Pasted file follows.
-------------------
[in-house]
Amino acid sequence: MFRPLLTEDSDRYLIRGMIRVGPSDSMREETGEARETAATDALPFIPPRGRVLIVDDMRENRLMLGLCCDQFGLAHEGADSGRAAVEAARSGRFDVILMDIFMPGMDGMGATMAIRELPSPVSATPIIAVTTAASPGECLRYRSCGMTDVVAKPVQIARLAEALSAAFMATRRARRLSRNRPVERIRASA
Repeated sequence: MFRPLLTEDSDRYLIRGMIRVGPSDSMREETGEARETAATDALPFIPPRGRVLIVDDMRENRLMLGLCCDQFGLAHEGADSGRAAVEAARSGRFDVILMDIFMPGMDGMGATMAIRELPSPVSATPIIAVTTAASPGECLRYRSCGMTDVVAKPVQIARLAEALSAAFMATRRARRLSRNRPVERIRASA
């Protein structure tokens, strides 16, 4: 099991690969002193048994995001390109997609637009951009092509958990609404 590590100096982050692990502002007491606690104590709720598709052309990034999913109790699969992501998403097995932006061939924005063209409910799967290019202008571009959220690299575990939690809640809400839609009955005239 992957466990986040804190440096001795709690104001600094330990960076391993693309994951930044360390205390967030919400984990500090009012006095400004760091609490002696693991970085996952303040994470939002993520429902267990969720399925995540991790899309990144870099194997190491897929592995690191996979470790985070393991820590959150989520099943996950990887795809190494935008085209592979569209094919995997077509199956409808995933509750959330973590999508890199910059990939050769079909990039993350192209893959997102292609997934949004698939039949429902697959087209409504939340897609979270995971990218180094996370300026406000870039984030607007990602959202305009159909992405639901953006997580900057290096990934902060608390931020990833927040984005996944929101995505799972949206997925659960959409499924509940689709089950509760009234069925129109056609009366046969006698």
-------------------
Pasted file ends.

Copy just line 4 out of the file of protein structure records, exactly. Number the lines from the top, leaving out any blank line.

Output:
């Protein structure tokens, strides 16, 4: 099991690969002193048994995001390109997609637009951009092509958990609404 590590100096982050692990502002007491606690104590709720598709052309990034999913109790699969992501998403097995932006061939924005063209409910799967290019202008571009959220690299575990939690809640809400839609009955005239 992957466990986040804190440096001795709690104001600094330990960076391993693309994951930044360390205390967030919400984990500090009012006095400004760091609490002696693991970085996952303040994470939002993520429902267990969720399925995540991790899309990144870099194997190491897929592995690191996979470790985070393991820590959150989520099943996950990887795809190494935008085209592979569209094919995997077509199956409808995933509750959330973590999508890199910059990939050769079909990039993350192209893959997102292609997934949004698939039949429902697959087209409504939340897609979270995971990218180094996370300026406000870039984030607007990602959202305009159909992405639901953006997580900057290096990934902060608390931020990833927040984005996944929101995505799972949206997925659960959409499924509940689709089950509760009234069925129109056609009366046969006698």